The kinesthetic component of the lessons enhanced the language learning. Classroom-based language sessions such as these play a vital role in enabling students to learn and practice language skills in the most functional academic setting possible.

At the next level of the hierarchy are push-in services. In this classroom facilitation tier of the pyramid, students who require extra language support derive benefit from the proximity of the speech-language pathologist, who serves as an "in-house" facilitator to assist their access to and comprehension of classroom content. Techniques used to benefit students with LLD include visual supports, graphic organizers, pared-down language, rephrasing and comprehension checks. They receive the support in the location they most need it-the classroom.

The top level of the pyramid is comprised of traditional pull-out speech-language therapy. Students have the opportunity to focus on specific skills and strategies in a small, intimate setting. Pull-out therapy may be used successfully with these students to work on skills such as memory strategies, word-retrieval strategies, techniques for identifying key information, and other deficit areas. Adequate practice in this forum can increase their chance of successfully using techniques in the classroom setting.

Clinicians have reported a number of successes with students who have language impairments. One speech-language pathologist spoke about a child whose struggles included sentence formulation difficulties, understanding prepositions, and using irregular plurals. A pull-out dyad provided this student with the opportunity to learn and practice these discrete skills. As these skills continued to grow, he demonstrated improvement in applying them in the classroom setting. The additional support of the pull-out approach enhanced his ability to comprehend the academic information as well.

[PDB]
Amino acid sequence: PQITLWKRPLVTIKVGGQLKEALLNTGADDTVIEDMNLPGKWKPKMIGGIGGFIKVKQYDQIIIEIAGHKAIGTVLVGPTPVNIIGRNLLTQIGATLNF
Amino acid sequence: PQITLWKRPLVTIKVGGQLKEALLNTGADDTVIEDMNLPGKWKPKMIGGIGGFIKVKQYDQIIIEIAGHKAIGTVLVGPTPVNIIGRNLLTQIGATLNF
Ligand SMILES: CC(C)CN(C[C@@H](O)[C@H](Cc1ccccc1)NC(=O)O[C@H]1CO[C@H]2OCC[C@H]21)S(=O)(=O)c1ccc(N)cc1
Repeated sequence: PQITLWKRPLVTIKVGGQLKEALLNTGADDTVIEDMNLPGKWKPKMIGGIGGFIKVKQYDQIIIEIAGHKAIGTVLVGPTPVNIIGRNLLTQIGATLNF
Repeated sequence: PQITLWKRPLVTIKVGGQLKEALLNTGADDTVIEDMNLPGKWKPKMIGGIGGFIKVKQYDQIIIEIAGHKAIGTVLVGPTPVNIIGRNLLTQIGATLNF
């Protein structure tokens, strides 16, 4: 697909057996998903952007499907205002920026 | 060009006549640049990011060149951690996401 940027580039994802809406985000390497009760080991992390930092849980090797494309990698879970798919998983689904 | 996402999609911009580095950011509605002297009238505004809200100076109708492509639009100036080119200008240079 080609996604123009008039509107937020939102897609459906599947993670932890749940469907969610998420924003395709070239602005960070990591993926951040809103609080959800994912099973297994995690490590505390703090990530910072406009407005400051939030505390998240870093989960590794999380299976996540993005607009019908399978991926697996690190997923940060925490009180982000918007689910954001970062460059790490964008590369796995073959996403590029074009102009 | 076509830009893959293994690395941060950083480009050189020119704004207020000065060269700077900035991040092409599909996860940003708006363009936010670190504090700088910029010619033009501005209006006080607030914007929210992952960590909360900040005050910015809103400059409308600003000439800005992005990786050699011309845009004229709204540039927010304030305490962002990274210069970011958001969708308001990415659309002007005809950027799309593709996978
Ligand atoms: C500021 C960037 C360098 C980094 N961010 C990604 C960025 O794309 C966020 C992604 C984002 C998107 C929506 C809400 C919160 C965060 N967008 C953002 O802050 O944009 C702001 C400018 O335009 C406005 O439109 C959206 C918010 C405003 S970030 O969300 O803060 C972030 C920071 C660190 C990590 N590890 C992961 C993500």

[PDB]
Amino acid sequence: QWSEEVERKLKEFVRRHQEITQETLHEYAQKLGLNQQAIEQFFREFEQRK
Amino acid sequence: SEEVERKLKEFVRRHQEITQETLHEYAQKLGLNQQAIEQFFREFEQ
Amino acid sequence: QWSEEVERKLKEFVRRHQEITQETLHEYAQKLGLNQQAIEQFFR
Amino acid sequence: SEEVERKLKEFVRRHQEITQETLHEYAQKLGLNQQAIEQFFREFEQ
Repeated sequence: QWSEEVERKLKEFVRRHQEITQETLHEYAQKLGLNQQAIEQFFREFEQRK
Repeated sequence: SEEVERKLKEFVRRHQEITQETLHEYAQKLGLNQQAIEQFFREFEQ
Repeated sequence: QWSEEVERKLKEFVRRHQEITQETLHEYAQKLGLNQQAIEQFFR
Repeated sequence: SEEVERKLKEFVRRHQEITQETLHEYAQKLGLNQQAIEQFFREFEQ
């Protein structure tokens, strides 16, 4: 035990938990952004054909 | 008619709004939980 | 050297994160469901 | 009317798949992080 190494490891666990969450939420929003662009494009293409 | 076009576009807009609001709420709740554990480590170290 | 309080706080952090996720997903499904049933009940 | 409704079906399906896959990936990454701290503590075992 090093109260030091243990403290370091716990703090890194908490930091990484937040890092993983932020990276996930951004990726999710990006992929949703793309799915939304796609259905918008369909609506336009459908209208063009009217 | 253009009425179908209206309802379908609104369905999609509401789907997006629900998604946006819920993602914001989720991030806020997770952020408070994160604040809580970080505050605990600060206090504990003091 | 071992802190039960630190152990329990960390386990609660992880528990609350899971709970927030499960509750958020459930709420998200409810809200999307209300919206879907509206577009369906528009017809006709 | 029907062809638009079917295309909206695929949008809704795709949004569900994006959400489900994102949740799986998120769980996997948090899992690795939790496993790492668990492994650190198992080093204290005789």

Another clinician discussed student successes in applying memory strategies to classroom work. When given three-step directions in class, for instance, a student was able to use verbal rehearsal to recall the directions accurately. Given the opportunity to learn and practice this skill in a supported therapeutic setting and push-in sessions, his ability to follow directions and retain academic information in the classroom was enhanced.

The "K-W-L" strategy has been used successfully with students. This structure helps students with LLD structure their thoughts and language in a way that allows classroom information to be more comprehensible. Students learn to ask, "What do I know? What do I want to learn? What did I learn?" This technique provides important language supports. Students apply the strategy to mastering curriculum content and to other life pursuits, such as making recipes and learning new games.

These examples illustrate how students with LLD benefit from accessing language support for spoken and written language at a variety of levels. A multi-tiered pyramid structure provides the basis for the ultimate goal of all students: improved access to curriculum content and enhanced social language for functional use. When combined with talented, creative clinicians and a thorough understanding of each child's language needs, a pyramid approach provides an effective and comprehensive service delivery model.

Patricia Laibstain is director of Speech-Language Services for School Programs at Kennedy Krieger Institute in Baltimore, MD. For more information, visit www.kennedykrieger.org.